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David Weiss - Snuck out (Sunnyside, 2011)


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Trumpeter David Weiss and his band Point of Departure (named after a famous Andrew Hill album) look to the inside/outside music of the mid to late 1960's as an inspiration and bring that aesthetic into the present with the second in a series of live albums. Recorded at the Jazz Standard in New York City, Weiss' group features JD Allen on tenor saxophone, Nir Felder on guitar, Matt Clohesy on bass and Jamire Williams on drums. This album features five lengthy performances that allow plenty of soloing opportunities for members of the group, sometimes sounding like a relay race of solo statements. “Revillot" has a fast hard bop head, with Allen's saxophone interacting with powerful drumming to build energy. Weiss enters with a punching and weaving solo, supported by dark tones of guitar accompaniment underneath. They build to a fast and potent climax with prodding from Williams, before the full band returns to take things out. Most of the music is played as an uninterrupted medley, so the group moves directly into “Gravity Point" where Felder's nimble guitar weaves fast and strong. Weiss builds his trumpet solo architecturally, stronger and faster as the accompaniment increases. Tenor saxophone builds in, deep and dark, drawing energy from insistently strong drumming. Wayne Shorter's “Paraphernalia" was a mainstay of Miles Davis' repertoire for a long time in the late 60's and it is the centerpiece of this album as the band embarks on a twenty minute exploration of the mysterious tune. Guitar builds in with an edgy feel, before trumpet and sax weave and joust overhead. Punchy trumpet and sly guitar probe while Allen brings his solo statement to a rolling boil. Felder gets an unaccompanied feature building up to the bands re-entry and conclusion. “Hidden Meanings" dials the tempo back to a medium level, with patient saxophone and guitar working well together, before building up to a dexterous series of solos. “Snuck In" wraps things up with a punchy melody played fast and strong, and then everybody gets a chance to blow and finish strong. This was a well done an exploratory recording where the group pushes the limits of the hard-bop idiom, working very well as an ensemble and allowing each member of the group to demonstrate their skills in solo statements. Snuck Out—amazon.com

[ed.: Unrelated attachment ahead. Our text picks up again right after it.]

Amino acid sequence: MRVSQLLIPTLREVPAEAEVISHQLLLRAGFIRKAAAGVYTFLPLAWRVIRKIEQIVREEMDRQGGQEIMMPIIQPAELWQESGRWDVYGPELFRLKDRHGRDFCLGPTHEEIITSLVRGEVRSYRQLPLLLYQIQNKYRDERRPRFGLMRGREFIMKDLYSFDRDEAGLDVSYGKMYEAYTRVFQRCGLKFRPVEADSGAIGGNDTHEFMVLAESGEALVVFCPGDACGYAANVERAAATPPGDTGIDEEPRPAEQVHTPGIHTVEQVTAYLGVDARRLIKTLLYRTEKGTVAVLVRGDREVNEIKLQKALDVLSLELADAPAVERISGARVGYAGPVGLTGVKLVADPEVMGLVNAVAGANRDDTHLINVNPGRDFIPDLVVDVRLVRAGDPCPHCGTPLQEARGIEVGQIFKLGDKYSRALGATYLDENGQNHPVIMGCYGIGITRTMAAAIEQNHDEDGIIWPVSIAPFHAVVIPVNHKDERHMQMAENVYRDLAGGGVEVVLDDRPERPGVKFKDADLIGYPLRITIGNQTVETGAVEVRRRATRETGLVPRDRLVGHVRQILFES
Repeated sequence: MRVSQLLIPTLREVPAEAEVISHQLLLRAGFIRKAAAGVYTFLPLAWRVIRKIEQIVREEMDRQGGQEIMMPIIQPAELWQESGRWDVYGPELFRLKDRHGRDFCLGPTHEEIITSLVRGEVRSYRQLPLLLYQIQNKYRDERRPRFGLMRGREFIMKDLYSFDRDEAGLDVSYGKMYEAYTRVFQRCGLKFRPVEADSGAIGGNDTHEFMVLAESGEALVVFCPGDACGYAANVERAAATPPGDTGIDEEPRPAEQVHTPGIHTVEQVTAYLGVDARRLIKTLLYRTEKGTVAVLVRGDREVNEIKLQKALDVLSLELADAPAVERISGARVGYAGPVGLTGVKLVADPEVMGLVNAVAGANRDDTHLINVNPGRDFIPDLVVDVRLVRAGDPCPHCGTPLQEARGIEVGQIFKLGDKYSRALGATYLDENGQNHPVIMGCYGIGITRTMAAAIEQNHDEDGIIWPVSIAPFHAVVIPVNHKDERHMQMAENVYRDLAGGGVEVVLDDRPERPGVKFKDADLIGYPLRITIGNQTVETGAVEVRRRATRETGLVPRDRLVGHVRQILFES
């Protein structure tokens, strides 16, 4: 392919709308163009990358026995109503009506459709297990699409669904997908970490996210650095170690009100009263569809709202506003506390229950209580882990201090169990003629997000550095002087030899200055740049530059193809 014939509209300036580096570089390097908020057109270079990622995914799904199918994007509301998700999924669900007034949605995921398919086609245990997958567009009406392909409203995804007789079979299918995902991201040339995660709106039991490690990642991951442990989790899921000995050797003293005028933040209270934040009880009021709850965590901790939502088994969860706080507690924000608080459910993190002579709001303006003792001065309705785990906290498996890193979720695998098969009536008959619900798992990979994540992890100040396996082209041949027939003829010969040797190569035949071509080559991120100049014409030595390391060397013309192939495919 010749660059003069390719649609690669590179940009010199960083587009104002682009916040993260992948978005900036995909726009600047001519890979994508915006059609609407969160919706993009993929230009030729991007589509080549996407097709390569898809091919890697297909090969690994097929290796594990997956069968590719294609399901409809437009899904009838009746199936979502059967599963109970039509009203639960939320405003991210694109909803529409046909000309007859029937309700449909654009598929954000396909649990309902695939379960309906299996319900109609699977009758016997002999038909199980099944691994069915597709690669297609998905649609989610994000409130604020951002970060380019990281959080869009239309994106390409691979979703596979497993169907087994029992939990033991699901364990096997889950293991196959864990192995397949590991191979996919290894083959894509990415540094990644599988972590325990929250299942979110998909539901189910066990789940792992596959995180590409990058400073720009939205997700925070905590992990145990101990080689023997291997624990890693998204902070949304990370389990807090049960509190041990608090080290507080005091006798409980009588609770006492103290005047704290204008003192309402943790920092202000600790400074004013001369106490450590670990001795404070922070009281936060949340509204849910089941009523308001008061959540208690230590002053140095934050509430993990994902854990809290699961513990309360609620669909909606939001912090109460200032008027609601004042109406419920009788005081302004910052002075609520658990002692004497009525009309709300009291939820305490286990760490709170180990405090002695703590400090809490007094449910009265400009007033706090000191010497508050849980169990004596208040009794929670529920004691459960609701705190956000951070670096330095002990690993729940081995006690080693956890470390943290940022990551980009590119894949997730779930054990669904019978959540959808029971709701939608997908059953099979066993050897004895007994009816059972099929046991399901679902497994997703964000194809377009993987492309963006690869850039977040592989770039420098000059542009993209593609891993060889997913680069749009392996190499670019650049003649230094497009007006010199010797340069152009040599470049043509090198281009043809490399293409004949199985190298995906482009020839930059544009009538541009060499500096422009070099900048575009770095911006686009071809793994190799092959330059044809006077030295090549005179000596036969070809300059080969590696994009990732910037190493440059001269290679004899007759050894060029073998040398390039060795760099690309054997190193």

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This story appears courtesy of Music and More by Tim Niland.
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